Following the Stars
The Discovery of Kauaʻi and the Culture of Wayfinding
As sea explorers ourselves, we love to share the connection between our beloved Kauaʻi and the night sky, as founded by Polynesian voyagers thousands of years ago. Before James Cook deemed Hawaiʻi the “Sandwich Islands” after laying claim to discovery in 1778, the islands were inhabited by native wayfinders traveling the Pacific by way of the stars. As the oldest in the Hawaiian Islands, Kauaʻi is rich with history and a thriving ecosystem carefully preserved over years of change in both environment and inhabitants. To truly understand where we have ended up, it’s important to look back to the guides that have stood the test of time – the land, the sea, and the sky.
Although the hit Disney movie Moana has given us a small glimpse into wayfinding, it is hard to imagine a life at sea without the navigation tools and back-up systems we have today. The belief that all living things are connected helped Polynesian voyagers cultivate a relationship with their natural surroundings that likely carried them to settle in Hawaiʻi. Packed only with essentials and a series of plant species with both nutritional and medicinal purposes, Polynesian voyagers took to the sea armed with wa’a kaulua (double-hulled voyaging canoes) in search of new lands to cultivate.
To navigate the journey, voyagers had to familiarize themselves with where the stars rose and set to orient their vessel properly. The connection between the wind, wildlife and the ocean are said to have guided navigators towards land, and to their next home. This unique dialogue between the elements and the wayfinder is a sacred relationship and a significant one to develop. Each navigator must connect to the current, wave patterns, sea birds, and rhythm of sea travel to determine which direction to go. The first voyagers started by dividing the sky into sections to pinpoint star risings in proximity to the horizon.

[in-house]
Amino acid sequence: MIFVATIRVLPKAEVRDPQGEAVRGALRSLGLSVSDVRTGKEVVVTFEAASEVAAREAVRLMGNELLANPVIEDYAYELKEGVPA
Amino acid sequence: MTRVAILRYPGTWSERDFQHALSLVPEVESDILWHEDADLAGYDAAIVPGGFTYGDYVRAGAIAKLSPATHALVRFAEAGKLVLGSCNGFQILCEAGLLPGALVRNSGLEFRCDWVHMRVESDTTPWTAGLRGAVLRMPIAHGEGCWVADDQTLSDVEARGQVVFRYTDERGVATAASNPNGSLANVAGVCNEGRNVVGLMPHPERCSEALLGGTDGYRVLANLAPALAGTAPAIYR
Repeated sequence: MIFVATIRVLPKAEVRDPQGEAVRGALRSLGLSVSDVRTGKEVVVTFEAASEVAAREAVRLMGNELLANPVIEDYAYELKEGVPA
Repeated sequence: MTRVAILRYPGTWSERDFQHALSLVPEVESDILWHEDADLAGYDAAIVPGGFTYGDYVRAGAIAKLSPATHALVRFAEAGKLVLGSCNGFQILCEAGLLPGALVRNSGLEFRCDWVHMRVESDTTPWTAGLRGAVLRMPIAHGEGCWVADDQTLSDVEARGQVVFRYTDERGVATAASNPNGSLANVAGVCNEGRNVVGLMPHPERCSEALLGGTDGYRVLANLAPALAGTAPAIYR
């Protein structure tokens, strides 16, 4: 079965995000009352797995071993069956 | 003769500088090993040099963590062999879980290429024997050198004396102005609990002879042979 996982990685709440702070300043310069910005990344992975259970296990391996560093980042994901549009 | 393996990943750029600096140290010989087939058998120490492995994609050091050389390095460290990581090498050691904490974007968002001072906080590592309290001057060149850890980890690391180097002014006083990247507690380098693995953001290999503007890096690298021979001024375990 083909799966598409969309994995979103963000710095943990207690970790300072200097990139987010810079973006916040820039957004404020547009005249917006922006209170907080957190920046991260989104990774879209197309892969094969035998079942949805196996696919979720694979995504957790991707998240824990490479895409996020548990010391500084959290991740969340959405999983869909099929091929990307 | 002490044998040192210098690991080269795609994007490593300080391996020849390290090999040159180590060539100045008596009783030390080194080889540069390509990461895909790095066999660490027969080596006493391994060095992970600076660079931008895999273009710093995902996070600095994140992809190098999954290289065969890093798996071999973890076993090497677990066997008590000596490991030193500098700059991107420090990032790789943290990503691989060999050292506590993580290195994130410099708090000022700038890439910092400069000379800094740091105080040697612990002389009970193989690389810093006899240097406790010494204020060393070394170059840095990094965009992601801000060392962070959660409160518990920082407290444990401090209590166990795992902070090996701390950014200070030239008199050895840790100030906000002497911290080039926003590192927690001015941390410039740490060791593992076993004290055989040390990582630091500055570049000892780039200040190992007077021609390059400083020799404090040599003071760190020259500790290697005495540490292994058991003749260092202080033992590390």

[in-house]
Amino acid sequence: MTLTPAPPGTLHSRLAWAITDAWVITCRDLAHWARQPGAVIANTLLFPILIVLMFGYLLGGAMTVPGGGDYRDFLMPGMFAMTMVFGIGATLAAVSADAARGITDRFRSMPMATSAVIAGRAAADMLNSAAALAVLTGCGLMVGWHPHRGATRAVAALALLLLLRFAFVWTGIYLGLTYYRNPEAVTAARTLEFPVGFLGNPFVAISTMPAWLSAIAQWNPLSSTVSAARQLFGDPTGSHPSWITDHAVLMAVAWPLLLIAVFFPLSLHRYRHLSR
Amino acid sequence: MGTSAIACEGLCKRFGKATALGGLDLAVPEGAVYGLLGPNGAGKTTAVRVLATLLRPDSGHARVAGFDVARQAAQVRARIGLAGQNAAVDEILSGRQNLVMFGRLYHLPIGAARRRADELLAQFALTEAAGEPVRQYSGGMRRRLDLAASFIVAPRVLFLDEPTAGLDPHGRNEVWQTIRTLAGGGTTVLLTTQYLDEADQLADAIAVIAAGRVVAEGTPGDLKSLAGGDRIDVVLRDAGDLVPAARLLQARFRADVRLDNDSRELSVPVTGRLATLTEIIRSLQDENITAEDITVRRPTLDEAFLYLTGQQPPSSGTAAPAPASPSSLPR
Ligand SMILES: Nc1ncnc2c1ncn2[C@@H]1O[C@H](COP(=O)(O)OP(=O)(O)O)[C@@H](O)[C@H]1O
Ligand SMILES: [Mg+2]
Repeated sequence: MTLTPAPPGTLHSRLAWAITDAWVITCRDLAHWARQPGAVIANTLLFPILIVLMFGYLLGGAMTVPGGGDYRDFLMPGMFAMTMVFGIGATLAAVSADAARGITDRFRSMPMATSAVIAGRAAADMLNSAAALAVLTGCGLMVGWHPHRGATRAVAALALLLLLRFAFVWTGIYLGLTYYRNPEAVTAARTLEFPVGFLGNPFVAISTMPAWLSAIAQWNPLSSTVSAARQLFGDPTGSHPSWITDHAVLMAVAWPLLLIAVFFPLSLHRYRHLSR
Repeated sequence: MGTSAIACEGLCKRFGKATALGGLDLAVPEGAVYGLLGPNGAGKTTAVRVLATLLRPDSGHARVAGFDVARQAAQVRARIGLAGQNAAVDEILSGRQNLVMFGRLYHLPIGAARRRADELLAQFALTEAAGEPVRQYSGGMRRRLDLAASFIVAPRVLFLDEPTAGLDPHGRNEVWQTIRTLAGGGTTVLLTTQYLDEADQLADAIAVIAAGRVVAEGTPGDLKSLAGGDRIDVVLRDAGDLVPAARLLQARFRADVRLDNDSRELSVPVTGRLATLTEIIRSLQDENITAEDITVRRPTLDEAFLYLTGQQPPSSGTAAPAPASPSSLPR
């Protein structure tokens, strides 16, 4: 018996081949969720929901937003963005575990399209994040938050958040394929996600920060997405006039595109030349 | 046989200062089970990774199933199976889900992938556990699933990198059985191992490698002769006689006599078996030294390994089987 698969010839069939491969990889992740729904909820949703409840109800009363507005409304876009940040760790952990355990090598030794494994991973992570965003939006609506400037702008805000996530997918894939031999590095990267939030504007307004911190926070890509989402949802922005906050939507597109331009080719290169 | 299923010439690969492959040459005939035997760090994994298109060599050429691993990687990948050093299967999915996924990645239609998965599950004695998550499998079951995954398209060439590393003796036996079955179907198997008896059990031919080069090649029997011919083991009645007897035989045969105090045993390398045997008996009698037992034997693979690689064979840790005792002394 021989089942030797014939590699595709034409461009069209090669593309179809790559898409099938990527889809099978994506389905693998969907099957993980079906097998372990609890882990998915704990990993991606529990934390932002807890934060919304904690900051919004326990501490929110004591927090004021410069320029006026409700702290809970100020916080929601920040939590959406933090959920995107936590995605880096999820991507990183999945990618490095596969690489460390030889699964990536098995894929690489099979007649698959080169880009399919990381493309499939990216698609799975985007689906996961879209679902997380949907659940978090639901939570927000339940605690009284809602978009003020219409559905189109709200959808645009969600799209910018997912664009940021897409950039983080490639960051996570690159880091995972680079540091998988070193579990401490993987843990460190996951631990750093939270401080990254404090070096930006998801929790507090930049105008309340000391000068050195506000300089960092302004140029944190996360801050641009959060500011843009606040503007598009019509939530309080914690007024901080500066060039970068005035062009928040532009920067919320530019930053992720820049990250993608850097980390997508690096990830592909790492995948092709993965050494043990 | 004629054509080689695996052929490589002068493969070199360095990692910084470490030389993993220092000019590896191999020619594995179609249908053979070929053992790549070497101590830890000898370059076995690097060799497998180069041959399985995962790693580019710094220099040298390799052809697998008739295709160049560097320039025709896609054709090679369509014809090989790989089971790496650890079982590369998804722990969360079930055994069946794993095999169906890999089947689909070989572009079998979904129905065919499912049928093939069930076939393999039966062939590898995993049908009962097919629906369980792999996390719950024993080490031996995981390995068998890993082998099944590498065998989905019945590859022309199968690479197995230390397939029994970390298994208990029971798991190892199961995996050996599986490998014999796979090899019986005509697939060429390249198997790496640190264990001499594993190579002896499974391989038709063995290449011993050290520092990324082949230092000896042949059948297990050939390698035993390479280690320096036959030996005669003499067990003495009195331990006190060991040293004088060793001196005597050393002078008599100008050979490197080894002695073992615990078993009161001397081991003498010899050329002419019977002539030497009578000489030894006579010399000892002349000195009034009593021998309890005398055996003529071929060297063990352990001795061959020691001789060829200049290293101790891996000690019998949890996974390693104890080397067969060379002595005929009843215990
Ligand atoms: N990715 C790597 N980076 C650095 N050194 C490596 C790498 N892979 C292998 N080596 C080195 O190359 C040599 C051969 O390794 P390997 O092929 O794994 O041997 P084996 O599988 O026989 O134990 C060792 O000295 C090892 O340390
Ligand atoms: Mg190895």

The four directions created a compass for voyagers to follow:
- Hikina (East) – Where the sun and stars rise
- Komohana (West) – Where the sun and stars set
- ‘Akau (North) – The direction to the right when facing west
- Hema (South) – The direction to the left when facing west
Next, there were four quadrants to identify direction:
- Ko’olau – Windward
- Malanai – South
- Kona – Leeward
- Hoolua – North
As seen on the star navigation compass recreation, navigators were able to pinpoint a combination of directions as they sailed. Several directional points were named for the elements that surrounded the journey including ʻĀina (land) and Manu (bird.) As the stars rose and set throughout the night, navigators learned how to direct their canoe with the help of their guides, and passed down this knowledge orally as per Hawaiian tradition.
THE KEYS TO WAYFINDING
Star compass aside, how did these early navigators manage to track their voyages each day?